• Esther O’Reilly

      It doesn’t need to be a blind leap. As a Christian rationalist, I believe God can lead us to Him through reason and through the mind. I have seen it happen.

      • Howard Rosenbaum

        Right – though biblically speaking, faith is never “blind “. It sees things not seen with the naked eye . It is by faith that we understand ….

  • Paul

    Glad I took the time to read this article

  • Bill Nesbitt

    My exposure to JP is limited, but that is going to change. He strikes me as a pre-Christian C.S. Lewis. My concern is that without the guidance of the Holy Spirit he may be continuously distracted from the Cross by the Enemy, despite JP’s monstrous intellect. I would love to hear his response to questions like: Is there an absolute morality that exists independent of humans? If so, how can that be without a Divine Moral Lawgiver? If not, on what basis can we condemn Isis terrorists finding meaning through their struggle (jihad)? The Christian worldview is not religion, it is reality. It is verifiable by historical evidence, experience and reason in the illumination of Scripture. The celebration of the truth of Christianity is often so cloaked in religious jargon and behavior that it can become vulnerable to attack or ridicule, or generate conflict among different Christian groups. The essence of Christianity, however– Biblical, proto-Christianity–is a true description of the reality of the universe, the same as particle physics or cosmology. JP is very close to seeing the obvious. We really need to pray for him. Blessings.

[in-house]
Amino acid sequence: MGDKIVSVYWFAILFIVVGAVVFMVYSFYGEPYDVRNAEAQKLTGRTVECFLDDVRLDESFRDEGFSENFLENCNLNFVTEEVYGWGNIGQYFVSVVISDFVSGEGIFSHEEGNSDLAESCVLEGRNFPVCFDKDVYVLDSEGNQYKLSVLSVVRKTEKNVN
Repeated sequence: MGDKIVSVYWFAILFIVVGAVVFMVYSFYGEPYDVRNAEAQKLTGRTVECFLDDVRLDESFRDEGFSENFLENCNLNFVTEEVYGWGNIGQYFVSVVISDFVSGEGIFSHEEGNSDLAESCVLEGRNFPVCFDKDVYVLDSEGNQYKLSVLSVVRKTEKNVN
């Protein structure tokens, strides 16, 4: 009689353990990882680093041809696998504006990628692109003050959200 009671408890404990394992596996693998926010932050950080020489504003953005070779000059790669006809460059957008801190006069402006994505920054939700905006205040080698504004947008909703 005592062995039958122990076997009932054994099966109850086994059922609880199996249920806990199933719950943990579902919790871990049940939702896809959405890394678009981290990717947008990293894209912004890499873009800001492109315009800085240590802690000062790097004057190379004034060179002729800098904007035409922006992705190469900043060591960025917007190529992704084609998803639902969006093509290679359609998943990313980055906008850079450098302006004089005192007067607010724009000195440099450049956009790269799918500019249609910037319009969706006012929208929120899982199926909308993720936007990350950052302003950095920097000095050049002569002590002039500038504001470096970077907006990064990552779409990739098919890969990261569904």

• Sherri

    He sounds like he’s on a journey that Lee Strobel was on that resulted in his conversion to Christianity…I had not heard of him but will look him up. I’m grateful for the journalistic integrity that I find on The Stream; even if I disagree with the writer, I appreciate the challenge.

  • Maria

    It would be interesting for Jordan Peterson to read Rene Girard. The Bible from a social anthropological perspective – Girard takes us closer to Revelation as true from the human perspective.

    Peterson did say he took metaphysics seriously. It seemed that he knew this held a key. I do think the question of life itself, which is existence through our limited participation in God’s absolute existence is the key to our ultimate human reality. The necessity of Christ overcoming death for us in Resurrection is then apparent to our human cognition. Aquinas has the key to true metaphysics of existence.

  • Heygeno1

    I’m sure he KNOWS HOW to be saved but like all of us – we need to humble ourselves to come to God. JP is a very proud man. He has said many times that he has to weigh out his answers to questions because ( he never wants to slip- OR be wrong ) . He relies on Jung and pretty much seems to idolize him ( 00gle “Jung occult” ).
    I think he could be ( is dangerous too strong a word ? ) to snowflake christians ., because he teaches “godliness w/o God”.
    I think your article sums him up well Ms. O’

  • stefanie lorimer

    He is on my fasting/praying/intercession list for the next three years, that he will “choose Life” and escape the Chaos.

  • Mo